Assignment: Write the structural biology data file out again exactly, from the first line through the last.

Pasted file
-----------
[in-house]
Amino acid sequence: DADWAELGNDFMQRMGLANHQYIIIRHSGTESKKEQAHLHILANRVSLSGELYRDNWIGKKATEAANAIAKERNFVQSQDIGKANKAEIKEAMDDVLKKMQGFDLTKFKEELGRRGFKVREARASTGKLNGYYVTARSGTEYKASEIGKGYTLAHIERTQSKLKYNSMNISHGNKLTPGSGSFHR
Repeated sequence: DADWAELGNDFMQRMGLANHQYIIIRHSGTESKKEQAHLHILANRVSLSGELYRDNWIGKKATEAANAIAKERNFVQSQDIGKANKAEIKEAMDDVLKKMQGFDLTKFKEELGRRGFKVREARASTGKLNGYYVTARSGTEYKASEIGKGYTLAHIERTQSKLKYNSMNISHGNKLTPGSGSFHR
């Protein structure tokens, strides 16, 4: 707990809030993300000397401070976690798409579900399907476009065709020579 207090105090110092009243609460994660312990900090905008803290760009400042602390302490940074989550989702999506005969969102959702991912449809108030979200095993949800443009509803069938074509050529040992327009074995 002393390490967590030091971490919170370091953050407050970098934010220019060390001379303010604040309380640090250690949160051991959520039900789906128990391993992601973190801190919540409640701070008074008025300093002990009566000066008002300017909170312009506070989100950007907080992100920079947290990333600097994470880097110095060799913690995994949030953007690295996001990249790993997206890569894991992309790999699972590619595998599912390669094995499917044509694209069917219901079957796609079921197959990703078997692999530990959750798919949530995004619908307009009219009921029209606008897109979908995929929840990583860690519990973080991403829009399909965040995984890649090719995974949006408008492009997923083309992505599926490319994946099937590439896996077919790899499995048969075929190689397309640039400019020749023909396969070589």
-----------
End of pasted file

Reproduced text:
[in-house]
Amino acid sequence: DADWAELGNDFMQRMGLANHQYIIIRHSGTESKKEQAHLHILANRVSLSGELYRDNWIGKKATEAANAIAKERNFVQSQDIGKANKAEIKEAMDDVLKKMQGFDLTKFKEELGRRGFKVREARASTGKLNGYYVTARSGTEYKASEIGKGYTLAHIERTQSKLKYNSMNISHGNKLTPGSGSFHR
Repeated sequence: DADWAELGNDFMQRMGLANHQYIIIRHSGTESKKEQAHLHILANRVSLSGELYRDNWIGKKATEAANAIAKERNFVQSQDIGKANKAEIKEAMDDVLKKMQGFDLTKFKEELGRRGFKVREARASTGKLNGYYVTARSGTEYKASEIGKGYTLAHIERTQSKLKYNSMNISHGNKLTPGSGSFHR
């Protein structure tokens, strides 16, 4: 707990809030993300000397401070976690798409579900399907476009065709020579 207090105090110092009243609460994660312990900090905008803290760009400042602390302490940074989550989702999506005969969102959702991912449809108030979200095993949800443009509803069938074509050529040992327009074995 002393390490967590030091971490919170370091953050407050970098934010220019060390001379303010604040309380640090250690949160051991959520039900789906128990391993992601973190801190919540409640701070008074008025300093002990009566000066008002300017909170312009506070989100950007907080992100920079947290990333600097994470880097110095060799913690995994949030953007690295996001990249790993997206890569894991992309790999699972590619595998599912390669094995499917044509694209069917219901079957796609079921197959990703078997692999530990959750798919949530995004619908307009009219009921029209606008897109979908995929929840990583860690519990973080991403829009399909965040995984890649090719995974949006408008492009997923083309992505599926490319994946099937590439896996077919790899499995048969075929190689397309640039400019020749023909396969070589």